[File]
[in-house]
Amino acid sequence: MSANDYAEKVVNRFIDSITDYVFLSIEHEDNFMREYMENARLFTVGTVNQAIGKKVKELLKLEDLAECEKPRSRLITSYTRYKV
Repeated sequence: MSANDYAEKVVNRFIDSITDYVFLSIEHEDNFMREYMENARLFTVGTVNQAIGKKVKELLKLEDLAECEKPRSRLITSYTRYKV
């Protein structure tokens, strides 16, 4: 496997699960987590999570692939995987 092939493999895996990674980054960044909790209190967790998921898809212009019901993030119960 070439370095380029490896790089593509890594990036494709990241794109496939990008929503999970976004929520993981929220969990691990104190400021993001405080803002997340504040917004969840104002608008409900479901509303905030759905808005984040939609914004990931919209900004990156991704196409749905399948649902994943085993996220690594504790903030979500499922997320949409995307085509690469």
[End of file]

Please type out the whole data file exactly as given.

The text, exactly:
[in-house]
Amino acid sequence: MSANDYAEKVVNRFIDSITDYVFLSIEHEDNFMREYMENARLFTVGTVNQAIGKKVKELLKLEDLAECEKPRSRLITSYTRYKV
Repeated sequence: MSANDYAEKVVNRFIDSITDYVFLSIEHEDNFMREYMENARLFTVGTVNQAIGKKVKELLKLEDLAECEKPRSRLITSYTRYKV
């Protein structure tokens, strides 16, 4: 496997699960987590999570692939995987 092939493999895996990674980054960044909790209190967790998921898809212009019901993030119960 070439370095380029490896790089593509890594990036494709990241794109496939990008929503999970976004929520993981929220969990691990104190400021993001405080803002997340504040917004969840104002608008409900479901509303905030759905808005984040939609914004990931919209900004990156991704196409749905399948649902994943085993996220690594504790903030979500499922997320949409995307085509690469």